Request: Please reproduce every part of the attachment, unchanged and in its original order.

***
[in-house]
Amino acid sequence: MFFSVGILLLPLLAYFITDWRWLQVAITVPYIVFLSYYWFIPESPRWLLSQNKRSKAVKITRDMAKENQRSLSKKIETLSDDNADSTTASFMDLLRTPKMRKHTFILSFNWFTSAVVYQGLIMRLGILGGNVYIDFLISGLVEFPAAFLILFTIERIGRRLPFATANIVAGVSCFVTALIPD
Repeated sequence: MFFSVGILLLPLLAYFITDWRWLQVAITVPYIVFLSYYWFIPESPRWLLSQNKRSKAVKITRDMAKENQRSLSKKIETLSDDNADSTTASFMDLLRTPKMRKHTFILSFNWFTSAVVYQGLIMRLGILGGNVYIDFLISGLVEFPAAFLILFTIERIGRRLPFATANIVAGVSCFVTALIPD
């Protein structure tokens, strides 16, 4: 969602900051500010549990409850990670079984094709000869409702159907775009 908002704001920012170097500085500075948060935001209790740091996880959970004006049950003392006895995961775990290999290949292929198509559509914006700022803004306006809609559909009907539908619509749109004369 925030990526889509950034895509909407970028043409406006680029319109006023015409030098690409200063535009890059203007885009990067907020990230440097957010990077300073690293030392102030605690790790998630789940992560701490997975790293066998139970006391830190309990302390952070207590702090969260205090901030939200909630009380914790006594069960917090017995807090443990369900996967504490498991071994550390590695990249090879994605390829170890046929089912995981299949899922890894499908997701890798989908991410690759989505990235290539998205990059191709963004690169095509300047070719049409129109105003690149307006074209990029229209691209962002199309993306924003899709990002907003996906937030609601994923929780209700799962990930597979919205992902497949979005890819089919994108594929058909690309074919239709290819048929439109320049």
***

[in-house]
Amino acid sequence: MFFSVGILLLPLLAYFITDWRWLQVAITVPYIVFLSYYWFIPESPRWLLSQNKRSKAVKITRDMAKENQRSLSKKIETLSDDNADSTTASFMDLLRTPKMRKHTFILSFNWFTSAVVYQGLIMRLGILGGNVYIDFLISGLVEFPAAFLILFTIERIGRRLPFATANIVAGVSCFVTALIPD
Repeated sequence: MFFSVGILLLPLLAYFITDWRWLQVAITVPYIVFLSYYWFIPESPRWLLSQNKRSKAVKITRDMAKENQRSLSKKIETLSDDNADSTTASFMDLLRTPKMRKHTFILSFNWFTSAVVYQGLIMRLGILGGNVYIDFLISGLVEFPAAFLILFTIERIGRRLPFATANIVAGVSCFVTALIPD
């Protein structure tokens, strides 16, 4: 969602900051500010549990409850990670079984094709000869409702159907775009 908002704001920012170097500085500075948060935001209790740091996880959970004006049950003392006895995961775990290999290949292929198509559509914006700022803004306006809609559909009907539908619509749109004369 925030990526889509950034895509909407970028043409406006680029319109006023015409030098690409200063535009890059203007885009990067907020990230440097957010990077300073690293030392102030605690790790998630789940992560701490997975790293066998139970006391830190309990302390952070207590702090969260205090901030939200909630009380914790006594069960917090017995807090443990369900996967504490498991071994550390590695990249090879994605390829170890046929089912995981299949899922890894499908997701890798989908991410690759989505990235290539998205990059191709963004690169095509300047070719049409129109105003690149307006074209990029229209691209962002199309993306924003899709990002907003996906937030609601994923929780209700799962990930597979919205992902497949979005890819089919994108594929058909690309074919239709290819048929439109320049």